Talking about the hiccups he faced, he says, “In my head, the idea was clear, and I knew I had to do it. There were no negative doubtful thoughts about it. Everyone has kindness within them, and this was an initiative where all I wanted to do was tap into that.” But just like every great idea, this one too battled discouraging opinions. Narrating an incident, Rushabh says, “Six months after having begun with YTN, I got together with a couple of my friends. A few minutes into the party, they gathered around me with questions like ‘What are you doing? You are in your early thirties, and this isn’t the time to get involved in social things. You are supposed to focus on your work and your business’ and ‘What’s the point of all this? The poor people are not getting anything in this.’ They said, ‘You ask people to pay the toll for the car behind them in a toll check, but when the car behind is a Mercedes, what difference would it make?’ It is a misconception that most of us have—it’s not about the 35 rupees of toll amount, it’s about the smile that you create. It might be that the person behind the wheels in a Mercedes is in need of that smile. You never know.”
In retrospect, most of us think that way. We forget that kindness isn’t about money and whether or not the person is privileged. It is about making someone happy, which can be in any manner. He says, “After all these years, I have learned that, eventually, it does trickle down to the underprivileged. I have seen many such examples of good deeds ending with reaching the right people who are in need. And it doesn’t even matter if someone is rich and famous because everyone needs someone to make them smile. It doesn’t mean that if someone is rich, they may not be depressed. This is the problem, and kindness is the one thing that can actually get you out of it.”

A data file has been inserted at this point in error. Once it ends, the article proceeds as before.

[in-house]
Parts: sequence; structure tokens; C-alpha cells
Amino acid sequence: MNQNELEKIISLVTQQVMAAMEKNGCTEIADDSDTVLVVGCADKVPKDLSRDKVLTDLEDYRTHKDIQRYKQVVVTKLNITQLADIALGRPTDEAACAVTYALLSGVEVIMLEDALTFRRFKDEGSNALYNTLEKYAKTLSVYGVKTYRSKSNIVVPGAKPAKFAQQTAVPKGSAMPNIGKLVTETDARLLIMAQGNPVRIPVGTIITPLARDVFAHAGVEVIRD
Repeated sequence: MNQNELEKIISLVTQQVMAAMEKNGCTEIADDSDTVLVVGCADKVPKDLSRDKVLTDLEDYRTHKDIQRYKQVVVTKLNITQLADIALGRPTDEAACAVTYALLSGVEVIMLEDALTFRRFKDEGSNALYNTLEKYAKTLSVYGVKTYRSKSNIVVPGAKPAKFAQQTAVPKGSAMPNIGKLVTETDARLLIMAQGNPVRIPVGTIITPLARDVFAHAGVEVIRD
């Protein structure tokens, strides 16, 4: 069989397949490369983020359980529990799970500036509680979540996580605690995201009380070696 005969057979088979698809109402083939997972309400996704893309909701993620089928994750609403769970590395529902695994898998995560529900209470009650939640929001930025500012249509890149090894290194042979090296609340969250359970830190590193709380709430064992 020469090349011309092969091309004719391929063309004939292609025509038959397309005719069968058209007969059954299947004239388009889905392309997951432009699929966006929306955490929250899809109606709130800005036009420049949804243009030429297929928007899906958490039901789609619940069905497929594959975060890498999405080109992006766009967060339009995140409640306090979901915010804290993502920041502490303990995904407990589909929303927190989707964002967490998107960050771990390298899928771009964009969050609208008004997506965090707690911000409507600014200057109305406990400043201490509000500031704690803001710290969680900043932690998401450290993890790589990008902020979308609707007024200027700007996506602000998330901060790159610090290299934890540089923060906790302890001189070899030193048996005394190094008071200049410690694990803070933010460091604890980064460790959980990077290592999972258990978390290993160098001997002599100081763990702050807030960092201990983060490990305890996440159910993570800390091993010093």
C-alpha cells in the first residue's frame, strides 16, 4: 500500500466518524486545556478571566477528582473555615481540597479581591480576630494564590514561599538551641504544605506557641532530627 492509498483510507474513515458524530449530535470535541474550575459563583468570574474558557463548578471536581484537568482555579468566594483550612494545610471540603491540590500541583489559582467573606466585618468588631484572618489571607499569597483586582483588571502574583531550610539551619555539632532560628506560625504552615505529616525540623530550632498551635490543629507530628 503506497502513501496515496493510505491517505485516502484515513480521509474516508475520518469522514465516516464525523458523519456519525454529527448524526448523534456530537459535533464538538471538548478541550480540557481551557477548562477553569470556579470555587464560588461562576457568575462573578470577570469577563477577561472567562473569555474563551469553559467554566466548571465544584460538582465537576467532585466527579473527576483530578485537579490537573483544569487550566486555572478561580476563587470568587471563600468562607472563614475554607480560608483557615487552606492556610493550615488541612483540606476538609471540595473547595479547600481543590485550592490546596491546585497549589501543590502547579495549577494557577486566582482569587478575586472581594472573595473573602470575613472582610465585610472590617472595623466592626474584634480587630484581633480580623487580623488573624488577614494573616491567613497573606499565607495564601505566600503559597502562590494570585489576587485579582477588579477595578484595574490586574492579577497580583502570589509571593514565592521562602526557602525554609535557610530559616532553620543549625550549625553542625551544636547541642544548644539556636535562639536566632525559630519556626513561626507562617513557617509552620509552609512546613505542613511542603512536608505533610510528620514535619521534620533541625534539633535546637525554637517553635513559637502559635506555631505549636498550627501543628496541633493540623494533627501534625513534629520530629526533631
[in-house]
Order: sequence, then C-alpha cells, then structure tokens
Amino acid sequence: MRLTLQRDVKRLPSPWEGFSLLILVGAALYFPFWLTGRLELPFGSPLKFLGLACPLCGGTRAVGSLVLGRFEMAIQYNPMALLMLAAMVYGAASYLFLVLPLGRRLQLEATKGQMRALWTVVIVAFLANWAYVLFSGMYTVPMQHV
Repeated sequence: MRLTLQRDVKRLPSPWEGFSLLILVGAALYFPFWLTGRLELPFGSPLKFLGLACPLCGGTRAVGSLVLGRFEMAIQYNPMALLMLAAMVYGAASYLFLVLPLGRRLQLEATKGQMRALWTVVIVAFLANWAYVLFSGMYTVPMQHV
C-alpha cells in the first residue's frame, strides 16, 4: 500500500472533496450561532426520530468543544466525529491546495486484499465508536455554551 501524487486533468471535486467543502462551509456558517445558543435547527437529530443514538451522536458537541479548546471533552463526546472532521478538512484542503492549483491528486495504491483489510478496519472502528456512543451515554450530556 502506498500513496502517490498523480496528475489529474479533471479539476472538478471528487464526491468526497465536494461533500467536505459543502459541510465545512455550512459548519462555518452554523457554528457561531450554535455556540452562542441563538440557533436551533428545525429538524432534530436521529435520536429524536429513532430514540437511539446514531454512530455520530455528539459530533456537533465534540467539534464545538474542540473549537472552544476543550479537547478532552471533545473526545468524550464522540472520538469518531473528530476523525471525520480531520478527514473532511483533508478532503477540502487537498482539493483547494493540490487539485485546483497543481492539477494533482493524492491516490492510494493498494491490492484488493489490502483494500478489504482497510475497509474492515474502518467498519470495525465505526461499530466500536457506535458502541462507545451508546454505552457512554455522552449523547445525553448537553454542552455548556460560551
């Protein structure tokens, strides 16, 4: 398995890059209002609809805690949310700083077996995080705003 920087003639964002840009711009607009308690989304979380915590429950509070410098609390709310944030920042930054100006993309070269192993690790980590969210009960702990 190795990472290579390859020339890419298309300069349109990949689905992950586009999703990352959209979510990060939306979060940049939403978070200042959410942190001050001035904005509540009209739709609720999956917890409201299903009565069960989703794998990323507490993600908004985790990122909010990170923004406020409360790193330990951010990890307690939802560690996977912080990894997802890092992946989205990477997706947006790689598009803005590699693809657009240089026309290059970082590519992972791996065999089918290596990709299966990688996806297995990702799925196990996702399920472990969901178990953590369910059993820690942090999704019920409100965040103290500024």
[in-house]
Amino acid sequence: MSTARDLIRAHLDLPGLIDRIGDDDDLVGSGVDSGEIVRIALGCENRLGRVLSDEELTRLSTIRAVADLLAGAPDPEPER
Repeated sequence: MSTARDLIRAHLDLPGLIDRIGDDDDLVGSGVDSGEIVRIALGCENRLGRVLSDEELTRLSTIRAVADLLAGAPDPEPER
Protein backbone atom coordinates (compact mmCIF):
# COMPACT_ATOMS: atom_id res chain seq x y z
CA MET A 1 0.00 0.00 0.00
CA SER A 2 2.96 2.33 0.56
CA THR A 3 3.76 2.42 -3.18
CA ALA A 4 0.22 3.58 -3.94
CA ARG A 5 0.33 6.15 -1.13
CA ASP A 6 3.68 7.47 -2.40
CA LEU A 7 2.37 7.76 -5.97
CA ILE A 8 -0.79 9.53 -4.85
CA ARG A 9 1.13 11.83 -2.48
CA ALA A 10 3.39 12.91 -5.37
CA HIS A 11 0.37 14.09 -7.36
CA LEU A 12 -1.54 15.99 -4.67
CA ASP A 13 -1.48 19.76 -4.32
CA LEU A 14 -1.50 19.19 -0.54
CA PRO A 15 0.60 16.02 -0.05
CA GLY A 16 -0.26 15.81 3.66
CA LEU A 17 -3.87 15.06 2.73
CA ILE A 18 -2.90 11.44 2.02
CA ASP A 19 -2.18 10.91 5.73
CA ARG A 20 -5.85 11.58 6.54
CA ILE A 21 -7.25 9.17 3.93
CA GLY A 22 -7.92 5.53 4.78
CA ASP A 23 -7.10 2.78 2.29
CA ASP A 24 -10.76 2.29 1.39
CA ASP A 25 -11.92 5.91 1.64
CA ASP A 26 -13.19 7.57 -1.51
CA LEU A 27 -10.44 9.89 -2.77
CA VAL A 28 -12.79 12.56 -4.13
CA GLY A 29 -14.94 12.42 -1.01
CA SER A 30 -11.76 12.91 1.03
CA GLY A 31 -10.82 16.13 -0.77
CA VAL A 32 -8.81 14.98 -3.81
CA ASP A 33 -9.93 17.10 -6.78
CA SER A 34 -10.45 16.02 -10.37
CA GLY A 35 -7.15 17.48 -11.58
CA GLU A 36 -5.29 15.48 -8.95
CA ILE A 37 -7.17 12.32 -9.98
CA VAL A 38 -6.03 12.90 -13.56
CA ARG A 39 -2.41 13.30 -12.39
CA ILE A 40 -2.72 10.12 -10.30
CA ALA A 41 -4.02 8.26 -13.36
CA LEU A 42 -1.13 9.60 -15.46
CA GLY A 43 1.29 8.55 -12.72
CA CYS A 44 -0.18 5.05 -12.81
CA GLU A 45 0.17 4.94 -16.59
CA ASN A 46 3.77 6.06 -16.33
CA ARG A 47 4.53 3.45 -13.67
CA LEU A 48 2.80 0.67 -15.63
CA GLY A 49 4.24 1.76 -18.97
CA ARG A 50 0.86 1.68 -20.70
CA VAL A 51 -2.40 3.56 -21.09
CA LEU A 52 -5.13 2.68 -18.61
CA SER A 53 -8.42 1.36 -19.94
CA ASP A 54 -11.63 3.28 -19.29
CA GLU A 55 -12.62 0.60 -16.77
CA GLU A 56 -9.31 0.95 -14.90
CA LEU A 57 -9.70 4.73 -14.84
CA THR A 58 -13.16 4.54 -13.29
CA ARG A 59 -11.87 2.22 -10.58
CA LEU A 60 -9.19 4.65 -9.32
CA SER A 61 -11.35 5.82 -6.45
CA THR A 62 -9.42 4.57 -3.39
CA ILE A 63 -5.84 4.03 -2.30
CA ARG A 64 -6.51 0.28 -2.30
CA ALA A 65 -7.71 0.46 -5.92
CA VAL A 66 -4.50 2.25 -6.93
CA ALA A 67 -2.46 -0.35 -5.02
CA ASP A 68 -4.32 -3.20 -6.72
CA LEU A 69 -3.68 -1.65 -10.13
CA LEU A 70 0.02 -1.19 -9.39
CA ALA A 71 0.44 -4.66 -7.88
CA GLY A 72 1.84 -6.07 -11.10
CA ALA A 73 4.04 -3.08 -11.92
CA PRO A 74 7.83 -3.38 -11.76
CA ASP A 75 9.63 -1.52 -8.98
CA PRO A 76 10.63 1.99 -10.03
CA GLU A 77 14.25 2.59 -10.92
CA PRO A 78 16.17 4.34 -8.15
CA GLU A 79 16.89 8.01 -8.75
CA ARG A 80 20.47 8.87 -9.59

Rushabh adds that coming from a business background, he has been trained to be focussed only on business matters and not on social issues. But he, true to his spirit, dedicates four to five hours daily on the YTN movement. In his own words, he believes, “Philanthropy is not just about money. For me, it’s more about time because it is never going to come back. Even if you help someone cross the road, you have given them your time, and that is a huge help, with no money involved.”
The kindness ATM
Just like magnets, one kind act attracts another. When Rushabh started on his humble endeavour, he was supported by fellow do-gooders. His friend who designed the cards and the website didn’t charge him money saying “Tu itna accha kaam kar raha hai, main tere se paise thodi lega (How can I charge you for doing such a good deed)!” Not only this, his cards are printed at cost price.
Although his idea created a ripple effect across the globe, Rushabh credits most of its success to social media, which played a huge role in spreading awareness and the message of YTN. “People say that social media is bad, but, for me, it has been a boon. It is just how you choose to use the platform. Facebook has been a partner in spreading this message. Initially, YTN was active in nine countries, and as more people got involved with us, they understood the motive and shared it, spreading it to the extent it is now,” said Rushabh.
Unlike other ideas that see the light of day only to fizzle out after a few months or years, Your Turn Now was a self-motivated initiative. Despite various questions like ‘What is happening to all this effort you’re putting in?’, ‘Is anyone even doing anything about it?’ and ‘What is coming of the workshops and sessions that you conducted in schools, colleges, and corporate houses?’ thrown at him, he stayed focussed without expecting anything in return. How did he do that? “I have currently 8.5 lakh cards out there, of which maybe a lakh haven’t ever been used. But my focus is on those 7.5 lakh that have been used to make someone smile. I always focus on what is working rather than on what isn’t.” The concept is pretty straightforward: the card keeps getting passed on as a result of a good deed and creates a domino effect of kind acts. “You know the kick you get when you are high, when you feel like you’re on top of the world? These stories that people send me, give me the same kick. It gives me immense happiness knowing that one small or big act of kindness created a new smile,” he adds happily.